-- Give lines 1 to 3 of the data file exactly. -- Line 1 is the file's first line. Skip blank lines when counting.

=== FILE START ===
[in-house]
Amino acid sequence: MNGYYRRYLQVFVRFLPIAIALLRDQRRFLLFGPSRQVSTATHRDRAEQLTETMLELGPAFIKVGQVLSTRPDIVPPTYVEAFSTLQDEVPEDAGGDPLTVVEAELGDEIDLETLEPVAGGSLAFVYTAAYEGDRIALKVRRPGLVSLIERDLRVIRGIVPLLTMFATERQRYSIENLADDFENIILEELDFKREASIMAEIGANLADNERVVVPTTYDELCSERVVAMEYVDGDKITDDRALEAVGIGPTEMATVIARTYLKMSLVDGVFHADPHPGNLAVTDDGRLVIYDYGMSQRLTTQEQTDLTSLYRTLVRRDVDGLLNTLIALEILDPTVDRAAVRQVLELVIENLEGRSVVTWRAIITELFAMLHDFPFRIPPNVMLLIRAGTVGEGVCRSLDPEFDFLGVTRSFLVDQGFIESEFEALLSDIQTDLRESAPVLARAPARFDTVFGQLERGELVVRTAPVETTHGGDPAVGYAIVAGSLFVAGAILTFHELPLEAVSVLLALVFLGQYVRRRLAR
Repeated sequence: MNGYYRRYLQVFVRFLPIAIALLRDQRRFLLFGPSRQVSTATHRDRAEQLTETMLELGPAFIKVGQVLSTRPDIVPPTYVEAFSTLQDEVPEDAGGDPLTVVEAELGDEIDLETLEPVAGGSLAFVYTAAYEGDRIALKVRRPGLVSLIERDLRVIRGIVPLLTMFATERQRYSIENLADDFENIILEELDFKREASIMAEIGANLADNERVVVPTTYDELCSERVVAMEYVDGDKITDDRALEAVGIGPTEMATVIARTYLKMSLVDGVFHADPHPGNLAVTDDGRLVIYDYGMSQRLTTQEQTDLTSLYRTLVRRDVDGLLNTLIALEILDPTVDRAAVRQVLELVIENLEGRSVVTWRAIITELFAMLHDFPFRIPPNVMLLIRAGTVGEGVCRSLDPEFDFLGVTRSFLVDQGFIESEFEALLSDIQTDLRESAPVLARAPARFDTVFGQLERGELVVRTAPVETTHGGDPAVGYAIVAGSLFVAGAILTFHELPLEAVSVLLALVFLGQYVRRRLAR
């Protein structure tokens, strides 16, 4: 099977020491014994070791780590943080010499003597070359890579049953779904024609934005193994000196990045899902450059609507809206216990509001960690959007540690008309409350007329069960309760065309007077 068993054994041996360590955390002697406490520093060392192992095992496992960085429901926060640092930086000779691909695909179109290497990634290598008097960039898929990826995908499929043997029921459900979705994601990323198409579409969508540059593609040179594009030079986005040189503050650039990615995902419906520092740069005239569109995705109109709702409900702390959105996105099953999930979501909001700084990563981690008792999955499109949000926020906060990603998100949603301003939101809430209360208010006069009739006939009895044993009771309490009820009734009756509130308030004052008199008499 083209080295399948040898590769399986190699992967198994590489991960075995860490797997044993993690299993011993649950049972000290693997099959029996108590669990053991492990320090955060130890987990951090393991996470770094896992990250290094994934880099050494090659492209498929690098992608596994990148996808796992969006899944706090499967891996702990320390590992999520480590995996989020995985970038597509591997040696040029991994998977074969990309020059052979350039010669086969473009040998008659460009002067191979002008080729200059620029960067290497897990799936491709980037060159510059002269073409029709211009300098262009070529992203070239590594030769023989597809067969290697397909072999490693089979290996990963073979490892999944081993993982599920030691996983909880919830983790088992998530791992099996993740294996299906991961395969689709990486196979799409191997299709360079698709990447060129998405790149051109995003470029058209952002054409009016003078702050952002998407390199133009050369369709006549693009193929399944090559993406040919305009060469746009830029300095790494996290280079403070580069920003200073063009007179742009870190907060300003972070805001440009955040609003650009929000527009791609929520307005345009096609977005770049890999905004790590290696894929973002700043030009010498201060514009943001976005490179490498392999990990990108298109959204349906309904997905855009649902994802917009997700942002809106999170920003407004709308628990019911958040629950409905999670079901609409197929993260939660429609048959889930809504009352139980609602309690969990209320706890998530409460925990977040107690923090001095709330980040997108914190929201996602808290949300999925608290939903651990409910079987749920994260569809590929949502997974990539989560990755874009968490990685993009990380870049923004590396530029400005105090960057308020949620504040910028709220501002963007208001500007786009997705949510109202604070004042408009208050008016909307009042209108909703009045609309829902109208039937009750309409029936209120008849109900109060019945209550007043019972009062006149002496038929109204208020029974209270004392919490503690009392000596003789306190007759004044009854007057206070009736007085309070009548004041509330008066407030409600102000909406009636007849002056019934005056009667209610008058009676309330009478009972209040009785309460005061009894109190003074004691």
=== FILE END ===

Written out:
[in-house]
Amino acid sequence: MNGYYRRYLQVFVRFLPIAIALLRDQRRFLLFGPSRQVSTATHRDRAEQLTETMLELGPAFIKVGQVLSTRPDIVPPTYVEAFSTLQDEVPEDAGGDPLTVVEAELGDEIDLETLEPVAGGSLAFVYTAAYEGDRIALKVRRPGLVSLIERDLRVIRGIVPLLTMFATERQRYSIENLADDFENIILEELDFKREASIMAEIGANLADNERVVVPTTYDELCSERVVAMEYVDGDKITDDRALEAVGIGPTEMATVIARTYLKMSLVDGVFHADPHPGNLAVTDDGRLVIYDYGMSQRLTTQEQTDLTSLYRTLVRRDVDGLLNTLIALEILDPTVDRAAVRQVLELVIENLEGRSVVTWRAIITELFAMLHDFPFRIPPNVMLLIRAGTVGEGVCRSLDPEFDFLGVTRSFLVDQGFIESEFEALLSDIQTDLRESAPVLARAPARFDTVFGQLERGELVVRTAPVETTHGGDPAVGYAIVAGSLFVAGAILTFHELPLEAVSVLLALVFLGQYVRRRLAR
Repeated sequence: MNGYYRRYLQVFVRFLPIAIALLRDQRRFLLFGPSRQVSTATHRDRAEQLTETMLELGPAFIKVGQVLSTRPDIVPPTYVEAFSTLQDEVPEDAGGDPLTVVEAELGDEIDLETLEPVAGGSLAFVYTAAYEGDRIALKVRRPGLVSLIERDLRVIRGIVPLLTMFATERQRYSIENLADDFENIILEELDFKREASIMAEIGANLADNERVVVPTTYDELCSERVVAMEYVDGDKITDDRALEAVGIGPTEMATVIARTYLKMSLVDGVFHADPHPGNLAVTDDGRLVIYDYGMSQRLTTQEQTDLTSLYRTLVRRDVDGLLNTLIALEILDPTVDRAAVRQVLELVIENLEGRSVVTWRAIITELFAMLHDFPFRIPPNVMLLIRAGTVGEGVCRSLDPEFDFLGVTRSFLVDQGFIESEFEALLSDIQTDLRESAPVLARAPARFDTVFGQLERGELVVRTAPVETTHGGDPAVGYAIVAGSLFVAGAILTFHELPLEAVSVLLALVFLGQYVRRRLAR